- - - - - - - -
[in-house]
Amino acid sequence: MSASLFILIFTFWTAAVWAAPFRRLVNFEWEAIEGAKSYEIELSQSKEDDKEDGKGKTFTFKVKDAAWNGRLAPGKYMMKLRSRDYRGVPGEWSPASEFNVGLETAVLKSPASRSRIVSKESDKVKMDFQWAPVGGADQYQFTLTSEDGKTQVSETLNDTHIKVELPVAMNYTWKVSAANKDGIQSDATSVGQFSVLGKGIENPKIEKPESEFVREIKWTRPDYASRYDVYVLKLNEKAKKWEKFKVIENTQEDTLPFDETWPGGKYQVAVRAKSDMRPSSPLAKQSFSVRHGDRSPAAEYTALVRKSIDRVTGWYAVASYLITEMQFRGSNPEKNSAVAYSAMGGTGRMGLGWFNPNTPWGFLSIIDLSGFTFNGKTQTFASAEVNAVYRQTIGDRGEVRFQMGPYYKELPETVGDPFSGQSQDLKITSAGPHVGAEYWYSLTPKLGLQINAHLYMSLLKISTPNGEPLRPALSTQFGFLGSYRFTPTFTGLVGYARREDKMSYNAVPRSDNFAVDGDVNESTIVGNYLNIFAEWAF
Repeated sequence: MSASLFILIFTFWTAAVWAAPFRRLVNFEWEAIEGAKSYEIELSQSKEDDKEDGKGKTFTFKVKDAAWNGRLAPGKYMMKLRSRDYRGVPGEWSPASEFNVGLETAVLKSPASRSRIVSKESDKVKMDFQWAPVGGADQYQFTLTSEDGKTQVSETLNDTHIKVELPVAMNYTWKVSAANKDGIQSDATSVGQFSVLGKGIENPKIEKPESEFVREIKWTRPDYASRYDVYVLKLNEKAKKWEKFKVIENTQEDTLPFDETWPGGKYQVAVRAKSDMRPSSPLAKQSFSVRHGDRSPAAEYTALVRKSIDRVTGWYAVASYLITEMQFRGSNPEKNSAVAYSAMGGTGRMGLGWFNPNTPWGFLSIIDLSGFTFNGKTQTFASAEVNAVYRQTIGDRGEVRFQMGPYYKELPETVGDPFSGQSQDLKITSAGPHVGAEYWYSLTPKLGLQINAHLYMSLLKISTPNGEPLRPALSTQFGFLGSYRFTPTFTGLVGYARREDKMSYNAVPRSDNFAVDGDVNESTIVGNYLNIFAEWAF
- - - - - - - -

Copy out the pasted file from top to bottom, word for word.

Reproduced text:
[in-house]
Amino acid sequence: MSASLFILIFTFWTAAVWAAPFRRLVNFEWEAIEGAKSYEIELSQSKEDDKEDGKGKTFTFKVKDAAWNGRLAPGKYMMKLRSRDYRGVPGEWSPASEFNVGLETAVLKSPASRSRIVSKESDKVKMDFQWAPVGGADQYQFTLTSEDGKTQVSETLNDTHIKVELPVAMNYTWKVSAANKDGIQSDATSVGQFSVLGKGIENPKIEKPESEFVREIKWTRPDYASRYDVYVLKLNEKAKKWEKFKVIENTQEDTLPFDETWPGGKYQVAVRAKSDMRPSSPLAKQSFSVRHGDRSPAAEYTALVRKSIDRVTGWYAVASYLITEMQFRGSNPEKNSAVAYSAMGGTGRMGLGWFNPNTPWGFLSIIDLSGFTFNGKTQTFASAEVNAVYRQTIGDRGEVRFQMGPYYKELPETVGDPFSGQSQDLKITSAGPHVGAEYWYSLTPKLGLQINAHLYMSLLKISTPNGEPLRPALSTQFGFLGSYRFTPTFTGLVGYARREDKMSYNAVPRSDNFAVDGDVNESTIVGNYLNIFAEWAF
Repeated sequence: MSASLFILIFTFWTAAVWAAPFRRLVNFEWEAIEGAKSYEIELSQSKEDDKEDGKGKTFTFKVKDAAWNGRLAPGKYMMKLRSRDYRGVPGEWSPASEFNVGLETAVLKSPASRSRIVSKESDKVKMDFQWAPVGGADQYQFTLTSEDGKTQVSETLNDTHIKVELPVAMNYTWKVSAANKDGIQSDATSVGQFSVLGKGIENPKIEKPESEFVREIKWTRPDYASRYDVYVLKLNEKAKKWEKFKVIENTQEDTLPFDETWPGGKYQVAVRAKSDMRPSSPLAKQSFSVRHGDRSPAAEYTALVRKSIDRVTGWYAVASYLITEMQFRGSNPEKNSAVAYSAMGGTGRMGLGWFNPNTPWGFLSIIDLSGFTFNGKTQTFASAEVNAVYRQTIGDRGEVRFQMGPYYKELPETVGDPFSGQSQDLKITSAGPHVGAEYWYSLTPKLGLQINAHLYMSLLKISTPNGEPLRPALSTQFGFLGSYRFTPTFTGLVGYARREDKMSYNAVPRSDNFAVDGDVNESTIVGNYLNIFAEWAF